It's not because of her qualifications. No way, Jose.
Dr. Marilyn Brown is one of the most qualified people on the planet to sit on the TVA board. Her resume is 26 pages long. She's a rock star; if Lebron James was into energy efficiency, he'd be Marilyn Brown.
Nobel Prize co-recipient. More stuff published than she can remember. Years at Oak Ridge National Lab. A professor at Georgia Tech. Easily one of the smartest people in the South.
But two weeks ago, her resume shrank a bit. All because U.S. Sens. Lamar Alexander and Bob Corker refused to recommend her renomination to the TVA board, where she's been serving for the past two years.
"We encourage the president to send another nominee with credentials better suited to the TVA board," their joint statement read.
Friday, a pact of nine state and national environmental groups delivered a response, an open letter to the senators, requesting two things:
The senators explain their reasons for blocking her reappointment;
And, if the White House resubmits her name for nomination, that they approve it.
"We have not heard back from either Senate office," emailed Jennifer Rennicks, director of policy and communications with the Southern Alliance for Clean Energy, Tuesday afternoon.
The question hangs in the air like smog: Why? Why would the senators blacklist and block the renomination of our Southern expert?
You'd think they would love her. She has a plan to save you and me billions in energy costs by 2020. Isn't saving money what Republicans are known for?
"I often was unable to convince some board members that energy efficiency was a good investment for TVA," Brown recently told The Tennessean.
What? It's not leprosy. Or socialism. Energy efficiency is about saving money and energy for the environmental and economic good of our region, especially at a time when weather (enjoying the rain?) is becoming more and more unpredictable.
"The utilities that pursue and fund initiatives in energy efficiency will be the most successful utilities in the next five or 10 years. The ones that don't won't be," said Jimmy Sandlin, head of the Scottsboro Electric Power Board, who also said he was pleased with TVA's work toward energy efficiency.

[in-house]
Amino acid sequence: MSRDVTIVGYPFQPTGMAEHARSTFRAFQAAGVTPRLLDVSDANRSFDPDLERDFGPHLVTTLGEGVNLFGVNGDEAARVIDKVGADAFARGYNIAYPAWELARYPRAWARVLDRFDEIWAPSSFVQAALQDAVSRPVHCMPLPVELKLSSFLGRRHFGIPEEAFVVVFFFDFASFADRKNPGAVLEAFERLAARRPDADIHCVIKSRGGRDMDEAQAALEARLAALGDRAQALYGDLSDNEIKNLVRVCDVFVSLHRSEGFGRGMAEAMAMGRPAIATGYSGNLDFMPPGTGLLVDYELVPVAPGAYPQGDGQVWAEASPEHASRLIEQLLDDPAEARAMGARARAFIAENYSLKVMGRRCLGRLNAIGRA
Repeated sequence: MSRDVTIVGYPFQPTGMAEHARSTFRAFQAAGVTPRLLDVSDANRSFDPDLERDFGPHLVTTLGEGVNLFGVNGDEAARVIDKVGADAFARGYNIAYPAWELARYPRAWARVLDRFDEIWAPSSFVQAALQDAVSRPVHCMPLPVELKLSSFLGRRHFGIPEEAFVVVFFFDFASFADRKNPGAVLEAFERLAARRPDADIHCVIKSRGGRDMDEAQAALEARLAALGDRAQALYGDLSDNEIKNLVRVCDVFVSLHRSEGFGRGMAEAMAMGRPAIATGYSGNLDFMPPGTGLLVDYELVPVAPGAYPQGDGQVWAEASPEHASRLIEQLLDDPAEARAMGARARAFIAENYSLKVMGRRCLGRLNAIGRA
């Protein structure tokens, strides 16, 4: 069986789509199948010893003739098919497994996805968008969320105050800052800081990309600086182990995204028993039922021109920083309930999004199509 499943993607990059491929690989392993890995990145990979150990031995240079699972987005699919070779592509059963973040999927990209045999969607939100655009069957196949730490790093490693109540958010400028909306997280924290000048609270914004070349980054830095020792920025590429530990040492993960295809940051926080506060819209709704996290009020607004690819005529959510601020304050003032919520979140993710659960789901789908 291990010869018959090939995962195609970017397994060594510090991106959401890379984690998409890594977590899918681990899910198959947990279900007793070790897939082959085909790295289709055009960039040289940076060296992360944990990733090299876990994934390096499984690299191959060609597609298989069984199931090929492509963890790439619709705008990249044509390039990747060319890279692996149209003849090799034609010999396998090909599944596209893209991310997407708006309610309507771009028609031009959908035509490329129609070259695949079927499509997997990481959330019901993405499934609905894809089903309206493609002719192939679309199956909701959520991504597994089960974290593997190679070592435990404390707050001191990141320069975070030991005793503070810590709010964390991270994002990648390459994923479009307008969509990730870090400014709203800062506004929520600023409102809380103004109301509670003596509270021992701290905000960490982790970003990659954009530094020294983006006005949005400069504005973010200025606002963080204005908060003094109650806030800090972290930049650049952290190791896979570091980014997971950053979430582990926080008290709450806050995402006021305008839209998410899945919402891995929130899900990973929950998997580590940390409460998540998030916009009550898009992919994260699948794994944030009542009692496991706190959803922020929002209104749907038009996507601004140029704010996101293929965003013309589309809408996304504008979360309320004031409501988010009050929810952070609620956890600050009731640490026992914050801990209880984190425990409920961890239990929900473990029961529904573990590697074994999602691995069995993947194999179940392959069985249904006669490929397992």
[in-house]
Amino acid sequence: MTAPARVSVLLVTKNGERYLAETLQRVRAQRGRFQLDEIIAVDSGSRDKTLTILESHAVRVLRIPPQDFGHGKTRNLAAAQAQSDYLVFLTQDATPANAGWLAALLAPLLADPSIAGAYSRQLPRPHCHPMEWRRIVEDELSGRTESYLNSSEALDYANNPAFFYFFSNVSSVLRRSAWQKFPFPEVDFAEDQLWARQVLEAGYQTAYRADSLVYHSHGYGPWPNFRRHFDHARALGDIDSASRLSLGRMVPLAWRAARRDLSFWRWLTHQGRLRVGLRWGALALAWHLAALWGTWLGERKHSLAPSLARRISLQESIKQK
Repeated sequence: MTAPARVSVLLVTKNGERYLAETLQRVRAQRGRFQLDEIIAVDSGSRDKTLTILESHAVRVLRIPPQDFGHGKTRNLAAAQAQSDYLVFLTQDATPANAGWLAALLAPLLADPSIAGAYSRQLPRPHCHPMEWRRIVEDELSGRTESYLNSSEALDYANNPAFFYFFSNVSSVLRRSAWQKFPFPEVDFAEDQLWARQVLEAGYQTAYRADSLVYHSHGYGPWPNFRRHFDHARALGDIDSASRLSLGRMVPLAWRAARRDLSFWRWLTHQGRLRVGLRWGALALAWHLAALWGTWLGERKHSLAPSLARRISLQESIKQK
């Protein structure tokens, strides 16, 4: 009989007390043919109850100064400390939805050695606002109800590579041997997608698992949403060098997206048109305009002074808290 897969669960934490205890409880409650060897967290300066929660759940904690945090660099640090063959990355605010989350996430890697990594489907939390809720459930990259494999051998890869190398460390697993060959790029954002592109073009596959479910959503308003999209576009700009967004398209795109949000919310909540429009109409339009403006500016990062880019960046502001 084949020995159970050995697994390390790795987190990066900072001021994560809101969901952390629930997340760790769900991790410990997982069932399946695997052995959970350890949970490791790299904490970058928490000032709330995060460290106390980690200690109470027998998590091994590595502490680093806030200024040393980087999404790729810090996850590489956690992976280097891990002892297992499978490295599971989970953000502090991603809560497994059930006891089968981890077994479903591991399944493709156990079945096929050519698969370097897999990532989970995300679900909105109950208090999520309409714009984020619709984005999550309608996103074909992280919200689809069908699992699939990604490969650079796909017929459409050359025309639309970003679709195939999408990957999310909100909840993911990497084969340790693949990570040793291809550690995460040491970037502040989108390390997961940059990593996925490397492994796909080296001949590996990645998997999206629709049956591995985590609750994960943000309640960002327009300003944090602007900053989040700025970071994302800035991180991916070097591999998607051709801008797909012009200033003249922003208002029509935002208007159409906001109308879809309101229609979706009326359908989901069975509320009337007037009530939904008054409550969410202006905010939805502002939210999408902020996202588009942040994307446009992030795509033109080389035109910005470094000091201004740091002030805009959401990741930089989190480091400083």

In recent months, Corker has been outspoken about needing to inject the board with business leaders and those with corporate board-level experience.
A fine idea.
But to flood (pun intended) the board with nonacademic business leaders while at the same time blackballing a global expert in energy efficiency is to negate a most valuable perspective. Like blinding yourself.
Blacklisting Brown also sends a threatening message to the now nearly all-male board, some of whom reportedly had no idea Brown would get left at the door. Alexander and board Chairman Bill Sansom are decades-old friends. My hunch is that Sansom and Brown were ideologically opposed on more than one level.
(Is this what happens to people who disagree?)
Blacklisting Brown also sends an offensive message to you and me -- customer and citizen -- that big decisions like these aren't important enough to warrant a meaningful explanation.
Like this is a middle school dance, where some people get invited and others secretly don't.
After calling Monday and then calling again Tuesday, I got an emailed response Tuesday afternoon from Corker's office. It's essentially the same quote he gave The Tennessean. (Alexander's office did not respond to my request for comment.)
"We approved four of the five people that were nominated, and while Ms. Brown certainly might be qualified to serve as a consultant to TVA, we felt the board would be better served with a different nomination," the email read.
Once again, this doesn't answer anything. Like Marilyn Brown, we're left in the dark.
Maybe you should try calling.
David Cook is the award-winning city columnist for the Times Free Press, working in the same building where he began his post-college career as a sportswriter for the Chattanooga Free Press. Cook, who graduated from Red Bank High, holds a master's degree in Peace and Justice Studies from Prescott College and an English degree from the University of Tennessee at Knoxville. For 12 years, he was a teacher at the middle, high school and university ...